IF YOU think college fees are terrible now, look what could be in store. The government says it wants to cap top-up fees at £3,000. But the retiring vice chancellor of Cambridge University, Alec Broers, has called for the cap to be raised to £6,000.
He says the universities 'need the income'. Other universities will want to see fees rise even higher. Broers great claim to fame is the huge corporate partnership deals he has made with Microsoft, Unilever and BP while at Cambridge.
Rubbish trains, glittering pay
ONE IN five trains run late~despite a multimillion pound cash injection from the government, according to the strategic rail authority. Meanwhile senior executives at Newtork Rail, the 'not for profit'' company set up after the collapse of Railtrack, are set to share a bonus pool of £2.7 million this year. This is more than they would have got in the days of pure privatisation.
Jarvis, the engineering giant responsible for the track at the Potter's Bar rail crash, has seen its profits soar to #62.7 million. Last month the Health and Safety Executive found that poorly maintained track was the likeliest cause of the crash that killed seven people.
Get back to a broken Iraq
NEW LABOUR wants to start sending Iraqi refugees in Britain back to the war-torn country claiming it is 'now safe for many Iraqis to return to'. The government is expecting Iraqis to volunteer to go back to a country where many areas have no water or electricity.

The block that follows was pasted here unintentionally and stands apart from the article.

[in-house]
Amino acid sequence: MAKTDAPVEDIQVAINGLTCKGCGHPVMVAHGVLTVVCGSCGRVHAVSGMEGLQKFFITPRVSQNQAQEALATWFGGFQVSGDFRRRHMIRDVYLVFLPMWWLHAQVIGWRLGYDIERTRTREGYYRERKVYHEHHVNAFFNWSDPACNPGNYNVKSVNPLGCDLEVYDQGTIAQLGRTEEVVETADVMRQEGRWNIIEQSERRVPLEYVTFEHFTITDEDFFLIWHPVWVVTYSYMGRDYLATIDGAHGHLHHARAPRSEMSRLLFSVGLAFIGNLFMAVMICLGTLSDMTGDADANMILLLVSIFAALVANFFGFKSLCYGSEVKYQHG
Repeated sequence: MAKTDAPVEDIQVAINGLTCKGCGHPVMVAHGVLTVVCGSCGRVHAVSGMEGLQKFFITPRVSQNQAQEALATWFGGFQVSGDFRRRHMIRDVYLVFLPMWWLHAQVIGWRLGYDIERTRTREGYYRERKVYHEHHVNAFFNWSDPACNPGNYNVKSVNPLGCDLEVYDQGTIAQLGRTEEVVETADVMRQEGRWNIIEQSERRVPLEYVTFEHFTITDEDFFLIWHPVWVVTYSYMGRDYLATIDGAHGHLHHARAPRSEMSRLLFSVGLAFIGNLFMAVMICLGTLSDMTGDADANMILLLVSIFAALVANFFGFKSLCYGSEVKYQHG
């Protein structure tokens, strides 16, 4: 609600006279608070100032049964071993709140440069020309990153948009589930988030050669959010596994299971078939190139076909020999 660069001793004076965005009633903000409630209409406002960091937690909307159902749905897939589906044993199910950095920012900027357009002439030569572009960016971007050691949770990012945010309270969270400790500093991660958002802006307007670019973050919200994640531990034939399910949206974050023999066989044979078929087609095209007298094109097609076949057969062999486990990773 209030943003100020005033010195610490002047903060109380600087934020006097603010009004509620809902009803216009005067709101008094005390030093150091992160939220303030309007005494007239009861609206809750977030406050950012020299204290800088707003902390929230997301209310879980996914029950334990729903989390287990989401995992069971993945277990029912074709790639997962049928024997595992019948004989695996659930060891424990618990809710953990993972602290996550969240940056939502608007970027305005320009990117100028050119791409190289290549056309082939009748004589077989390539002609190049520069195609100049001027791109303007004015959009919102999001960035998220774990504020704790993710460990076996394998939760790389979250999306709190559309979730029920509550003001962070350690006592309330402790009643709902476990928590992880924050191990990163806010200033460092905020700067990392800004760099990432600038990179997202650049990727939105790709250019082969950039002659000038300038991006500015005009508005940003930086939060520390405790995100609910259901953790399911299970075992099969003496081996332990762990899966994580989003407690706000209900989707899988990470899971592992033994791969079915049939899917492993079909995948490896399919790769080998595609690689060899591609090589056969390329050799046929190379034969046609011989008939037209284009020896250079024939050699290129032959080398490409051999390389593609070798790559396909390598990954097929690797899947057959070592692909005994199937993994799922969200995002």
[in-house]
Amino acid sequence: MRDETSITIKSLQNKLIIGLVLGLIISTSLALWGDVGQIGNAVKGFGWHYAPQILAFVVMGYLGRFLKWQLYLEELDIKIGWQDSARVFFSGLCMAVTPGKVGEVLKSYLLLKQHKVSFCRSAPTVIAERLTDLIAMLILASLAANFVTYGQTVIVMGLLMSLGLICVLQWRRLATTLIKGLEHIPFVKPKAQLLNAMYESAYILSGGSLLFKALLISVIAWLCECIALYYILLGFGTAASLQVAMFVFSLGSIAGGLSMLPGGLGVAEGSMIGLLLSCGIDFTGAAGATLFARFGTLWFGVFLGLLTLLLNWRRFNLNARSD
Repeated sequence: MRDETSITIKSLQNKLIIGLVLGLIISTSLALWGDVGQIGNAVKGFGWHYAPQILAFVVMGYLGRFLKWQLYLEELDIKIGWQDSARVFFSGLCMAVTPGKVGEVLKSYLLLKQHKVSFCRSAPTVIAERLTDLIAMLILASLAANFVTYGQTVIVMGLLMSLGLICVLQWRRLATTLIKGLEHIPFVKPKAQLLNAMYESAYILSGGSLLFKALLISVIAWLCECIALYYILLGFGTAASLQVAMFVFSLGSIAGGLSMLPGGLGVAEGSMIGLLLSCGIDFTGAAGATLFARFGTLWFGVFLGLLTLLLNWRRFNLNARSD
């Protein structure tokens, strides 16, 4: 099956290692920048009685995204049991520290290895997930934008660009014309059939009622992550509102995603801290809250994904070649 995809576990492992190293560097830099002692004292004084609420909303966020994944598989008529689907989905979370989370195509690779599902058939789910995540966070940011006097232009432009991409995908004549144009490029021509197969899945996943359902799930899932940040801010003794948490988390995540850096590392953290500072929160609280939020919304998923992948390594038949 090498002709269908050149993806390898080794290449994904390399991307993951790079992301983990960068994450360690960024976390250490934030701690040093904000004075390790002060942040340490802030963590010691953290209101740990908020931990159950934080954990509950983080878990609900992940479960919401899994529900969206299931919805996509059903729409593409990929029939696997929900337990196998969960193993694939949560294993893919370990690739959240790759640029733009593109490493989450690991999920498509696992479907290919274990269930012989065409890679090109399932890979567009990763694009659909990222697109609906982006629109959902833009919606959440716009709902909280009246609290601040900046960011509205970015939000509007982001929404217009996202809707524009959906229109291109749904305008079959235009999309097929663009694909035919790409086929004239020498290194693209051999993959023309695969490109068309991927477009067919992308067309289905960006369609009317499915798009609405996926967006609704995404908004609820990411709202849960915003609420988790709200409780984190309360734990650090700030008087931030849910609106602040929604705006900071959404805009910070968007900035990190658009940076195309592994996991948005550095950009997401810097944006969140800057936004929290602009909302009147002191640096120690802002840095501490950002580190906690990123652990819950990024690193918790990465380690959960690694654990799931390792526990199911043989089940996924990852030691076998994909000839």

If they don't volunteer to go, New Labour is planning to start forcing them out later this year. A 25 year old Iraqi woman in Portsmouth is a recent victim of the witch hunt against refugees. A gang attacked her home last month smashing the windows with baseball bats.
She has been living in Britain for nine years and is studying at Portsmouth University. Muhammed Badruz Zaman from the local Stop the War Coalition told Socialist Worker, 'There is a lot of press hatred and a very small percentage of people see that and turn to abuse or attacks.'
We wish you weren't here
AROUND 160 workers have been callously sacked without pay while they were on holiday. The workers were employed by Peter Miles Engineering Company of Liegh in Lancashire. On 21 May they were told their wages were safe. Two days later they heard their pay would be a few days late.
A sacked worker said, 'As we finished that day for the holiday some staff were asked in to complete urgent orders. Our union rep was told we could collect our belongings on Friday and it was confirmed none of the staff would receive wages.'